Santa Cruz Holiday Bazaar

Holiday Bazaar flyer

I’ll be showing my work on December 7 from 11 to 5 at a holiday bazaar at the Live Oak Senior Center at 1777 Capitola Road in Santa Cruz. (See below for  map). This is a small affair, with only 7 artists and craftspeople showing, but there will be treats as well as live Irish music for part of the day. You might even catch me playing a tune or two.

I’ll have prints and original paintings for sale, and examples of my portrait work. I hope to see you there.

Live Oak Senior Center
1777 Capitola Rd.
Santa Cruz, CA

Facing down Facebook

Yes, Facebook has turned my head, and with misgivings I’ve created an artist page. It is a pretty way to show my paintings, doodles, and drawings to people, and I hope that they enjoy seeing my creations pop up in their news feed. I hope to offer some work for sale soon, so I’ll let you know any news on that front too.

If you think you’d enjoy seeing my work in your Facebook feed, then please, like my artist page, subscribe if FB will let you, or just visit when you feel inclined. This link should take you there.



Galloping life

Dance party where the brilliant Lisa Ornstein played fiddle and led the band. This photo was taken at ISO 1600, f3.5, 1/10th of a second. Then I fussed over it in photoshop for awhile.

Life has been a whirl, consumed by daily tasks that impinge my art practice. It’s been a long while since I’ve posted.

It’s not that I haven’t been lifting pencil and brush. I have been, but most of what I’ve created is not for public consumption.

I’ve been incubating. I’ve also been learning a few new skills. I’m taking a beginning photography class and finally learning to use my fancy camera after owning it for 2 years. At the same time I took a landscape painting class. Yes, more classes. I know I said I wasn’t going to take any classes for a while, but then a while passed. And when these two classes presented themselves I couldn’t refuse.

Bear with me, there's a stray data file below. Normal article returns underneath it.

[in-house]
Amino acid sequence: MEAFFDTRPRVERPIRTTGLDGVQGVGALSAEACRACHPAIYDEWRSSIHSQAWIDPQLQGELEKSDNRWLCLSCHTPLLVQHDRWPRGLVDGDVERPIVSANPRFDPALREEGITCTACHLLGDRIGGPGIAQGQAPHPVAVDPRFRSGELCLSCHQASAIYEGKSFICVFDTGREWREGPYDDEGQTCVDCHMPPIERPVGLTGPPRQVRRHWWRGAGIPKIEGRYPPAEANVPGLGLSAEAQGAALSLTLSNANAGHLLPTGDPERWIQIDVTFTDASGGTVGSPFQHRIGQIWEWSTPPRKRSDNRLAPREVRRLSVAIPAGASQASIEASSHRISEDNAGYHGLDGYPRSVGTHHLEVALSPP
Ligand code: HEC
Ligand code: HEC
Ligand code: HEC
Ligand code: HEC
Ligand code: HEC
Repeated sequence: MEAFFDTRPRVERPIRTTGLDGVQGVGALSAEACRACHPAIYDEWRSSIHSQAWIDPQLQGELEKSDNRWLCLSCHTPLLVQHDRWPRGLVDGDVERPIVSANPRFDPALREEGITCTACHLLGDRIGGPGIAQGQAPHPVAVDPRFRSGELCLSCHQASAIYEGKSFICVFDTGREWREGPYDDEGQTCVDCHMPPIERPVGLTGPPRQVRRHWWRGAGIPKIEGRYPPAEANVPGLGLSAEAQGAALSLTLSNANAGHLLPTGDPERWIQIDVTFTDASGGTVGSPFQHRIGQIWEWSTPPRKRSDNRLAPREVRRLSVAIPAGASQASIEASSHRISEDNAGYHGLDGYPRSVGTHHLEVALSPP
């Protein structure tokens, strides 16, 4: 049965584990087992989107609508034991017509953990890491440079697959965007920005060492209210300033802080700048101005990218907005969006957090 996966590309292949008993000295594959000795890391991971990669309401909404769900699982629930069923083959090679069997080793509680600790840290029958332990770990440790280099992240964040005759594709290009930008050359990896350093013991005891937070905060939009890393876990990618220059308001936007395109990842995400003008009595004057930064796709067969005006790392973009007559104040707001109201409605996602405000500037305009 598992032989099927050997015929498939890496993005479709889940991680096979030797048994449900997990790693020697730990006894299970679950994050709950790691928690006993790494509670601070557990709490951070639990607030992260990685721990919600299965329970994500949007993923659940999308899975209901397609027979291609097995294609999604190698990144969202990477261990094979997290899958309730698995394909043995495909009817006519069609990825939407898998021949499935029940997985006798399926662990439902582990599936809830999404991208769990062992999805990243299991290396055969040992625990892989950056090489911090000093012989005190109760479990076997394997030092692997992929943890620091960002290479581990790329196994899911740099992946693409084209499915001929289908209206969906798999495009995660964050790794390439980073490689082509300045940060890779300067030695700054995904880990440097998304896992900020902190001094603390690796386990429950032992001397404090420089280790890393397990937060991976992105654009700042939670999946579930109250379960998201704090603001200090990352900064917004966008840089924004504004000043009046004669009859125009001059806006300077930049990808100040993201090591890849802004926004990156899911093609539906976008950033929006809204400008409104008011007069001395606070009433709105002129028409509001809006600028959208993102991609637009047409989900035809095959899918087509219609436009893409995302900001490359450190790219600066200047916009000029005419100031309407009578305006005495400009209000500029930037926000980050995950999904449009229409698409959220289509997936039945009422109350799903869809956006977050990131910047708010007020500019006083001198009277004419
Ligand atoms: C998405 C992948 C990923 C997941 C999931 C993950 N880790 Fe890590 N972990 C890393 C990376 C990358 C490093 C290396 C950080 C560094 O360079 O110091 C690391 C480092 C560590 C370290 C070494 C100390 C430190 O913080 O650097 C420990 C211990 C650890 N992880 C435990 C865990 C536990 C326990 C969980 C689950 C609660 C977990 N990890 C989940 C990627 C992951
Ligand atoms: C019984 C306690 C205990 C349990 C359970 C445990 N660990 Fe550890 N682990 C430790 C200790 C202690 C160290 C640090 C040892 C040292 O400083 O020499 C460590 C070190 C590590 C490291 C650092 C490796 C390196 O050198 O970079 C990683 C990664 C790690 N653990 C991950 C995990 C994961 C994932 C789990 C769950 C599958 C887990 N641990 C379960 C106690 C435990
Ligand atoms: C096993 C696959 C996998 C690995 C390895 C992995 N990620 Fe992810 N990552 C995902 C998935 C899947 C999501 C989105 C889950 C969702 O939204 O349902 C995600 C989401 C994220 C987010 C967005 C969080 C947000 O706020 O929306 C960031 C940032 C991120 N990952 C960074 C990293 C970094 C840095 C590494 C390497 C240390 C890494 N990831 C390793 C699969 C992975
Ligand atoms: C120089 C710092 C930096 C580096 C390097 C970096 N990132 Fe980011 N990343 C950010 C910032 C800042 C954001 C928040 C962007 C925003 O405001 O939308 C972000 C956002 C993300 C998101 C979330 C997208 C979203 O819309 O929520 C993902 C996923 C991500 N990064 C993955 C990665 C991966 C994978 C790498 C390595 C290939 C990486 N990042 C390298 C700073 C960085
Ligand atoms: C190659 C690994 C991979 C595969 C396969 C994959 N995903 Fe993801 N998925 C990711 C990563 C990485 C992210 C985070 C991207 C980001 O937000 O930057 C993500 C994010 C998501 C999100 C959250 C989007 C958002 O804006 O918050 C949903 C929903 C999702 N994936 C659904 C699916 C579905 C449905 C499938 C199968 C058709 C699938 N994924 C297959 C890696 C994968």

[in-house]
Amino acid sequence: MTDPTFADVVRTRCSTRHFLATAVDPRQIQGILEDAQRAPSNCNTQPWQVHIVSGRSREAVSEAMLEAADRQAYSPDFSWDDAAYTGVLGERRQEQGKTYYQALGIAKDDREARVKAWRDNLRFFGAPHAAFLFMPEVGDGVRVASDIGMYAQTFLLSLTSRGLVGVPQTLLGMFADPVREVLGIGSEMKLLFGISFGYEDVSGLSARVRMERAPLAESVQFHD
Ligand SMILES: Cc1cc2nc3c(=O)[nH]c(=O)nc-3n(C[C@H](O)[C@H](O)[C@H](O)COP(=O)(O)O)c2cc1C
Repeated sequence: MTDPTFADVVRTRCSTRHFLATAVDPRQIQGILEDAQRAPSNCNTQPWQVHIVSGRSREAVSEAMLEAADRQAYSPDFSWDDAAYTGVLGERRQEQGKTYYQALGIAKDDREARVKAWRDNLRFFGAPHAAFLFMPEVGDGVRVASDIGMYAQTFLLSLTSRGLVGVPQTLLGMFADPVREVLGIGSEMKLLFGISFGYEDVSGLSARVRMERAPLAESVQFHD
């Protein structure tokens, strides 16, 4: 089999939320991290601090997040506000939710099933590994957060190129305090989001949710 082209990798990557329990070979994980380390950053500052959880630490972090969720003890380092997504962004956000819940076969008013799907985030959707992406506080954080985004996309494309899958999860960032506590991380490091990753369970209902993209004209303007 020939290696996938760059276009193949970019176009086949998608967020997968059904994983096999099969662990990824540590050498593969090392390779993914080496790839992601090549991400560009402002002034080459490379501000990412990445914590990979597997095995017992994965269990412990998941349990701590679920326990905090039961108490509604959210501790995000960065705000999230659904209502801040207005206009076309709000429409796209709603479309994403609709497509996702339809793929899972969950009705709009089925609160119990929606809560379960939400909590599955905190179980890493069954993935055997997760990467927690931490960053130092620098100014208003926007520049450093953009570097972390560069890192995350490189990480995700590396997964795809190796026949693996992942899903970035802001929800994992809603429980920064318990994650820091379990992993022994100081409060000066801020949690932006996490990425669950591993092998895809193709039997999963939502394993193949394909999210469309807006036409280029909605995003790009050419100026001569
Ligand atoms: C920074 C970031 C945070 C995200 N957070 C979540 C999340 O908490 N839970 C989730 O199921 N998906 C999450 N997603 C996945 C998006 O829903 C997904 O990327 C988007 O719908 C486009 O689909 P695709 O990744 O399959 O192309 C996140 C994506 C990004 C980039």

The photography class has been fun, and now I know where the on/off button is located, and why it has three clicks.  And instead of putting the camera on automatic, I make choices about the geometry all the little dials form. Getting the little orbiting concepts of ISO, f-stop, and shutter speed aligned well enough to create a perfect crystalline photo is darn hard. I still don’t understand white balance, but I know these things take time.

It’s a good thing I don’t have a television.

Drawing the portrait: week one and two

The portrait class (I told you about it last week) taught by Felicia Forte has been going well. Felicia is a lovely teacher; her classes are low key and she encourages students gently, without condescension or brittleness. Felicia does wonderful charcoal work; her drawings have the most beautiful soft but strong marks. They have an integrity that I’m striving to create in my own work. They hold together, you know?

Here are some things I’ve learned:

  • Make fewer lines and make them well. No scritchy-scratchy searching lines. Observe correctly and make confident, correct marks.
  • Draw the big shadow shapes first. Don’t go for detail right away. (And why, oh why, do I have to relearn this repeatedly? Will this ever become something I do automatically? Or will it always be my weak point, my charcoal smudged Achilles’ heel?)
  • Keep the shading simple. Use strokes that all flow in one direction so that blocked in masses don’t become confusing and distracting.
  • Think about design as you work. This is especially true for short poses during which we make four 5-minute drawings, all on the same page. This is probably the hardest lesson for me to learn; it requires not just observation and motor skills, but also really thinking and planning ahead.
  • Draw! The biggest, most important lesson of them all. Draw all the time. Then draw some more. Always  with an active, curious mind.

Lovely lists

One of my favorite bloggers, Ricë Freeman-Zachery at Notes from the Voodoo Cafe has been blogging about getting organized, and she had a great post on the value of lists.

Lists! Normally the dining table (which doubles as my office) is awash in lists.

But her post reminded me that I had sort of fallen off the list wagon, and that I had better climb back on if I wanted to accomplish anything. So I sat down and made a list of stuff that had to be done—grinding, boring, distasteful chores like balancing my checkbook—and it had to be done soon, or my world would would sputter and stall like a 1967 Volkswagon fastback in a rainstorm.